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20th Century Fox presents
"My name is Rome. Tony Rome. I'm a private detective."
DVD ReviewFor many of us, Frank Sinatra could do no wrong, but that doesn't always mean that all projects with which he was involved were very good. This is a competently made detective picture, in which Sinatra reprises his role as Tony Rome in the character's eponymous picture of the previous year; in truth, without Sinatra in the starring role, this is pretty run-of-the-mill, movie-of-the-week stuff. In many respects, it's most interesting in watching what the late 1960s did to the Sinatra Rat Pack persona of five years before; times change, and today's hepcat is tomorrow's square.
Sinatra's Rome is a slightly shopworn incarnation of your typical movie private detective: an eye for the ladies, a taste for the bottle, always with a wisecrack for the cops with whom he parries, always on the run from his bookie, to whom he's in too deep. Tony lives in Miami, giving all of this the feel of cut-rate Elmore Leonard; we meet him going deep sea diving, and lo and behold, while underwater he encounters the title character, a dead, curvaceous, naked blonde wearing cement shoes. (Sinatra clearly didn't do his own stunts, so there's a kind of falsity to all of this from the beginning.) What's a dead naked lady doing at the bottom of the ocean? And more important: what's it to Tony?
It becomes relevant because he gets hired by Gronsky, a great hulking man looking to track down his woman—Gronsky is played by a scowling Dan Blocker, perhaps more familiar to you as Hoss from Bonanza. So Tony's mission is to find the girl, and it sends him on a journey through South Florida nightlife—most prominently, he meets and parries with Kit Forrest, the obligatory femme fatale, played by a scantily clad and much-ogled-at Raquel Welch. The badinage between the two of them is rewarding, if a little warmed over; it's certainly preferable to Tony's frequent run-ins with a couple of paunchy nightclub owners. The gay stereotypes are very pre-Stonewall, though the sissy figure is still with us all too often. There's also more than a couple of scenes in go-go bars, with one of the dancers played by a young and randy Lainie Kazan.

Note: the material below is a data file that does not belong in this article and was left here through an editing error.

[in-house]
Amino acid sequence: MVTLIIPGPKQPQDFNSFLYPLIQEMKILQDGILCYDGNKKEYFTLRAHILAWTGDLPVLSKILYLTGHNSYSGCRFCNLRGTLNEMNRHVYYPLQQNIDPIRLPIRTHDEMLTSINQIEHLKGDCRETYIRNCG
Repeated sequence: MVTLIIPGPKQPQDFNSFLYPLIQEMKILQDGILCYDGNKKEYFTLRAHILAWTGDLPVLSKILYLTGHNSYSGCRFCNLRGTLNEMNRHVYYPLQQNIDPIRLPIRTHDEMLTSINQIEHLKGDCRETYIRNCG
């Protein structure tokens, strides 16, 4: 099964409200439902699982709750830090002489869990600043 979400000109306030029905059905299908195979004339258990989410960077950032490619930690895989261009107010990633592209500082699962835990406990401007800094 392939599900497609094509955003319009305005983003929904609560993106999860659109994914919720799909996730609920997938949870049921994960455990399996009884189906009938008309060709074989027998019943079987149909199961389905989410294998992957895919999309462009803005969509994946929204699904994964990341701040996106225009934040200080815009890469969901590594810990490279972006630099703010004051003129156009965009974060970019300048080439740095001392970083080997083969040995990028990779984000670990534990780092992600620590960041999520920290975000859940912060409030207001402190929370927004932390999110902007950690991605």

Anyway, lots of the time this looks like little more than a TV movie, with conventional, ping-pong editing and drab cinematography and production design; the most frustrating thing, though, is that we don't hear even a bar of the leading man singing. The soundtrack tantalizes us with some bossa nova covers of songs that Sinatra sung, and sung well, including You Make Me Feel So Young and It Happened in Monterey, and it starts to feel like a silly inside joke to hear these versions and not the Chairman's. There's not a whole lot of tension to the story, as Tony doesn't have many plausible suspects to investigate (I counted one, and I was right); what's palpable, though, is a sense that the cultural moment is passing by Sinatra, and with him his lesser cohorts here, including Blocker and Richard Conte as the hardnosed cop. Sinatra would appear in only a handful of movies over the next thirty years; his voice will live forever, but a movie like this is little more than a footnote to his legacy.
Rating for Style: B-
Rating for Substance: C+
Image Transfer Review: A lot of this looks bleached out and uneven; some scratches in the source material don't much aid the visual presentation.
Image Transfer Grade: C+
Audio Transfer Review: The soundtrack is unremarkable, and the transfer doesn't call much attention to itself, either in stereo or mono.
Audio Transfer Grade: B
Disc ExtrasStatic menu
Scene Access with 28 cues and remote access
Subtitles/Captions in English, Spanish with remote access
2 Original Trailer(s)
6 Other Trailer(s) featuring Mother, Jugs and Speed, Fantastic Voyage, Fathom, Myra Breckenridge, Bandolero!, One Million Years B.C.
2 TV Spots/Teasers
Extras Review: One of the original trailers is in English, the second in Spanish; the other trailers on the disc are collected under a sort of Rorschach test of a title: Raquel Welch Theater.
Extras Grade: D
Final CommentsA pretty pedestrian detective story, elevated to some modest extent by the presence of Mr. Sinatra.
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